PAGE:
Except that—as Frank Hakemulder has pointed out to me—they do. They appear in the history of human rights. As historian Lynn Hunt (2007) has shown, the establishment of human rights has been strongly affected by literary art.
We now think of human rights as universal, but Hunt shows that 300 years ago even the idea of human rights was not present in European society. It had to be invented. By the end of the eighteenth century a change was accomplished. Hunt offers three landmarks, which she cites (pp. 215-229). In the American Declaration of Independence of 1776 we read: "all men are created equal … with certain inalienable Rights, that among these are Life, Liberty and the Pursuit of Happiness." In The French Declaration of Rights of Man and Citizen of 1789, the first article is "Men are born and remain free and equal in rights." Now, in our present age we have a Universal Declaration of Human Rights, written in 1948, in the shadow of the Nazi era. Its first article is: "All human beings are born free and equal in dignity and rights."
The full establishment of these principles in society world-wide is still some way off, but important steps have been taken. Slavery is no longer tolerable. Torture is no longer accepted as a legal procedure. Women and people of ethnic minorities, who previously lacked legal rights, are now established in many countries as having full rights of citizenship.
Hunt's finding is that invention of the idea of the equality of rights, declarations of rights, and the changes in society that have followed them, depended on two factors. One was empathy, which really is a human universal. "It depends," says Hunt, "on a biologically based ability to understand the subjectivity of other people and to be able to imagine that their inner experiences are like one's own" (p. 39). The other was the mobilization of this empathy towards those who were outside people's immediate social groupings. Although Hunt does not attribute this mobilization entirely to literary art, she concludes that the novel contributed to it substantially. "Reading novels," she says, "created a sense of equality and empathy through passionate involvement in the narrative" (p. 39). Many novels contributed. One that Hunt discusses is Samuel Richardson's Pamela (1740) written by a man and inviting empathetic identification with a woman of a humble social class. Hunt quotes from Pamela:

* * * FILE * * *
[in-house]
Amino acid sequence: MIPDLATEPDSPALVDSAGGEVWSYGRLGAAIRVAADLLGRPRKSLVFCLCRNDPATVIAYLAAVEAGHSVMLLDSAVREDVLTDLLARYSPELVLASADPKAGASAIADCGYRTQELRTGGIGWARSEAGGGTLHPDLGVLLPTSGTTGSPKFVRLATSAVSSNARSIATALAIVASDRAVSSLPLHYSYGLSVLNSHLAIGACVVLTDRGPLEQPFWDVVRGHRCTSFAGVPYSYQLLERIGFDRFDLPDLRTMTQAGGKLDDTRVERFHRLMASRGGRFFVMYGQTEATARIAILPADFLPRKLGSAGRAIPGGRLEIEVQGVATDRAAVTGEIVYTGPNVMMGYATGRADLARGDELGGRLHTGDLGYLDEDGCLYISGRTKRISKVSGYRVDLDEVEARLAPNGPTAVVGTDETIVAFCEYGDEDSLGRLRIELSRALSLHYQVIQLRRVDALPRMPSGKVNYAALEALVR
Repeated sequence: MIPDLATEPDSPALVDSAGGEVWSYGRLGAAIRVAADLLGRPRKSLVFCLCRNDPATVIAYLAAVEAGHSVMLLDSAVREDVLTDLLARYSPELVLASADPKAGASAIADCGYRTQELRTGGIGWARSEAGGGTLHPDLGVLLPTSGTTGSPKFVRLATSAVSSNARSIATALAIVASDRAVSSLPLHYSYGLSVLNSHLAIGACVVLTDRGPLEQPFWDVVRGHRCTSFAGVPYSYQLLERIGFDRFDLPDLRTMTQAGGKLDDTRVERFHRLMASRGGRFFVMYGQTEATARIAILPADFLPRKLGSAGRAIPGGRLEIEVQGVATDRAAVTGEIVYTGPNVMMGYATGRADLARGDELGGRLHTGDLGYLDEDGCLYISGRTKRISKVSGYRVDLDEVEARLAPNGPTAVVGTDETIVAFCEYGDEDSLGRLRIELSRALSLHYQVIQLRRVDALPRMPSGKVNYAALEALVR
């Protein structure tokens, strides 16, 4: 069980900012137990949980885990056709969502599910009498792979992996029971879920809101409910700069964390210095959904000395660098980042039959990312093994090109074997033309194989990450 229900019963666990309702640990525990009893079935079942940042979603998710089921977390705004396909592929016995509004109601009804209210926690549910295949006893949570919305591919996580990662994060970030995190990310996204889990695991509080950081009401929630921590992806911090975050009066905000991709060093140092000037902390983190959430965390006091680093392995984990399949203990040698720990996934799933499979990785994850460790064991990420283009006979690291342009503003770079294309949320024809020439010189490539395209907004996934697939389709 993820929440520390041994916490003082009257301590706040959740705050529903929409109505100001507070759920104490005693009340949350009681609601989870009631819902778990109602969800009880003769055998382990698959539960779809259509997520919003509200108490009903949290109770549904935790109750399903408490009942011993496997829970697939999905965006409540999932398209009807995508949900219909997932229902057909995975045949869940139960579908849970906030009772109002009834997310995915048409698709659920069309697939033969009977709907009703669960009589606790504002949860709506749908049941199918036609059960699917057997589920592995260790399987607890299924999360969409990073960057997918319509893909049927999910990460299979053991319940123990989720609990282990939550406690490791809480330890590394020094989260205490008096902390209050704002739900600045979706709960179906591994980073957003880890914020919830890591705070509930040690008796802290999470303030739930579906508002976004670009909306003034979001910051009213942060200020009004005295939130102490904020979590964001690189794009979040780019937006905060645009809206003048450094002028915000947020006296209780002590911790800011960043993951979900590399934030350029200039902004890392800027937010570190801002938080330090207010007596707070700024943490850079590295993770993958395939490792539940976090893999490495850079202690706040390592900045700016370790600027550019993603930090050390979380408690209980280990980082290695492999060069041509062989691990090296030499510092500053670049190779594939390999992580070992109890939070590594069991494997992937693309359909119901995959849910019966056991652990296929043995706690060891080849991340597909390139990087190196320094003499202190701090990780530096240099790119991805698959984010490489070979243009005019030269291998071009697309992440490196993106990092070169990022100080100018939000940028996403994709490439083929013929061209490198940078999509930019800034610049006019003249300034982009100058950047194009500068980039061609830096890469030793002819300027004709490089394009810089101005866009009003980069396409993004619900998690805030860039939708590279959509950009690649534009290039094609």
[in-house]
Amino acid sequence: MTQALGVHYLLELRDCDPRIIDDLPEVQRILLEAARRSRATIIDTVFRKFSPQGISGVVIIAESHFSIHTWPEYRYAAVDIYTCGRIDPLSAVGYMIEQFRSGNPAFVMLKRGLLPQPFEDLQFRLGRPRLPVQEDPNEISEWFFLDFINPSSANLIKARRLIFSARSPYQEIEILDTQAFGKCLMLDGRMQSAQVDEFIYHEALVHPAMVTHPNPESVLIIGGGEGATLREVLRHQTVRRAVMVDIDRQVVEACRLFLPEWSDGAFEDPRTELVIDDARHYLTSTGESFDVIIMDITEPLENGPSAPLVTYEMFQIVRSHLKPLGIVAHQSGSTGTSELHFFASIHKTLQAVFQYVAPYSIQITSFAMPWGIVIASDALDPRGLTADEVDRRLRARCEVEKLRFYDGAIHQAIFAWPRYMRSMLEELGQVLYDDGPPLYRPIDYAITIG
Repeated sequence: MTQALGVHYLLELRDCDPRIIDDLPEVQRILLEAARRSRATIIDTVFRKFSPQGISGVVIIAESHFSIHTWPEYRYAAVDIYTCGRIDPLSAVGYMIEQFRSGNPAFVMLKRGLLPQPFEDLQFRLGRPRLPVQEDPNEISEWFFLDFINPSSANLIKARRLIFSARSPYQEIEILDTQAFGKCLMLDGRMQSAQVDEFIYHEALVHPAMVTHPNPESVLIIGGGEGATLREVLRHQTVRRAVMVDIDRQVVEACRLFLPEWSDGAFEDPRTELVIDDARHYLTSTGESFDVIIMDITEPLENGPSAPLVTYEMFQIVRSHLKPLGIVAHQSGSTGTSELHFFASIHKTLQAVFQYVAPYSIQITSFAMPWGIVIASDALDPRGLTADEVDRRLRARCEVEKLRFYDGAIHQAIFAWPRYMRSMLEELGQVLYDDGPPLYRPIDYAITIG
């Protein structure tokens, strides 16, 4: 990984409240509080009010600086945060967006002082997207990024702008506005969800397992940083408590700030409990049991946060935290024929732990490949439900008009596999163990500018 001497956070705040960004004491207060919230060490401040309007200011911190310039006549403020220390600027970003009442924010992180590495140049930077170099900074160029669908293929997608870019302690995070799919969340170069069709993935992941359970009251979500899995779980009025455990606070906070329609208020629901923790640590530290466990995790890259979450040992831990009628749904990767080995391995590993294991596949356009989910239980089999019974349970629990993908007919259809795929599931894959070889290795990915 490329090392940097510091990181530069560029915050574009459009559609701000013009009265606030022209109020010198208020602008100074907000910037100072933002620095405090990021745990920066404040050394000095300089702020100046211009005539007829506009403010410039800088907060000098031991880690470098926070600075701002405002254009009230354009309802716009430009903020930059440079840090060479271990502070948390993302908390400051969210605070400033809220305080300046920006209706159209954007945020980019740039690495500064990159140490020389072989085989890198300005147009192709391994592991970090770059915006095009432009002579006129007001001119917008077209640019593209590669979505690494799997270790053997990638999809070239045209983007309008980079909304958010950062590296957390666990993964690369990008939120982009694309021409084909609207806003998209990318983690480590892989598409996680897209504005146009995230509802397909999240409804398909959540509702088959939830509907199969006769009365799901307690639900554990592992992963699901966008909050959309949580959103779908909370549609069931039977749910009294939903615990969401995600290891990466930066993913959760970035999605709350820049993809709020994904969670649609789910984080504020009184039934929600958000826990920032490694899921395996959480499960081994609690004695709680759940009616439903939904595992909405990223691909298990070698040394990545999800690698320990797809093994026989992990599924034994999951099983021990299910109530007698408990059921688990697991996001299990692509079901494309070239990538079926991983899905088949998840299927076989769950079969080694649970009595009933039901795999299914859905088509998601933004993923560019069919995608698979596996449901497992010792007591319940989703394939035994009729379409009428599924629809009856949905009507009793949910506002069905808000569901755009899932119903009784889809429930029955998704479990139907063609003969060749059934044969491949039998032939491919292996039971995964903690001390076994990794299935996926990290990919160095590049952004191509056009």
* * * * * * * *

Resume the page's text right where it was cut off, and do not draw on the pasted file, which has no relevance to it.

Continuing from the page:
… he kissed me two or three times, as if he would have eaten me.—At last I burst from him, and was getting out of the Summer-house; but he held me back, and shut the Door.Pamela and other novels of the middle of the eighteenth century were hugely successful and enthusiastically discussed by a rapidly growing reading public. Hunt cites Diderot as writing of Richardson's narrative: "In the space of a few hours I went through a great number of situations which the longest life can hardly offer across its entire duration" (pp. 55-56). Readers learned to enter into the emotions of ordinary people, says Hunt; and then she says: "Human rights grew out of the seedbed sowed by these feelings. Human rights could only flourish when people learned to think of others as their equals, as like them in some fundamental fashion" (p. 58).
I would have given my Life for a Farthing. And he said, I'll do you no Harm, Pamela; don't be afraid of me. I said I won't stay! You won't, Hussy! Said he. Do you know who you speak to? I lost all Fear, and all Respect, and said Yes, I do Sir, too well!—Well may I forget that I am your Servant, when you forget what belongs to a Master.
I sobb'd and cry'd most sadly. What a foolish Hussy you are! said he: Have I done you any Harm?—Yes, Sir, said I, the greatest Harm in the World: You have taught me to forget myself, and what belongs to me (Richardson, p. 23).
Lynn Hunt (2007). Inventing human rights. New York: Norton.
Samuel Richardson (1740). Pamela. Oxford: Oxford University Press (current edition 2001).
Jerome Stolnitz (1991). On the historical triviality of art. British Journal of Aesthetics, 31, 195-202.